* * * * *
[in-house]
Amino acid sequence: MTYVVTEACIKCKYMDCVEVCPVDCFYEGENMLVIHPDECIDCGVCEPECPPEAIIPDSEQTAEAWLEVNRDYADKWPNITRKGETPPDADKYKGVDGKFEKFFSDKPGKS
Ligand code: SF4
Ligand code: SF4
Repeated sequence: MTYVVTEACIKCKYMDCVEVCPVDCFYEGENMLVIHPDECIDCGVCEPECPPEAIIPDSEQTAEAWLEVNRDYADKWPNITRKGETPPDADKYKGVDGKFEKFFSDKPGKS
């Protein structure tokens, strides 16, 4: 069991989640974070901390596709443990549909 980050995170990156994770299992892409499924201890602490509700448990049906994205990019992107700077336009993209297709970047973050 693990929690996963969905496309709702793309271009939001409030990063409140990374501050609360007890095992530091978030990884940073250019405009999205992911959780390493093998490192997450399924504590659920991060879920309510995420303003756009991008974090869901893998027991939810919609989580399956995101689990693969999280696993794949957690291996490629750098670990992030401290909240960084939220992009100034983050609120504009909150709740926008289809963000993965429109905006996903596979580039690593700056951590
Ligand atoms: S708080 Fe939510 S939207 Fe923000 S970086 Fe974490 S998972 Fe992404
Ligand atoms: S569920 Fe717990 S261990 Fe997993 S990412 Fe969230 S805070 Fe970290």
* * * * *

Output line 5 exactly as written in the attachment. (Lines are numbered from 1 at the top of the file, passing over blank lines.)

Repeated sequence: MTYVVTEACIKCKYMDCVEVCPVDCFYEGENMLVIHPDECIDCGVCEPECPPEAIIPDSEQTAEAWLEVNRDYADKWPNITRKGETPPDADKYKGVDGKFEKFFSDKPGKS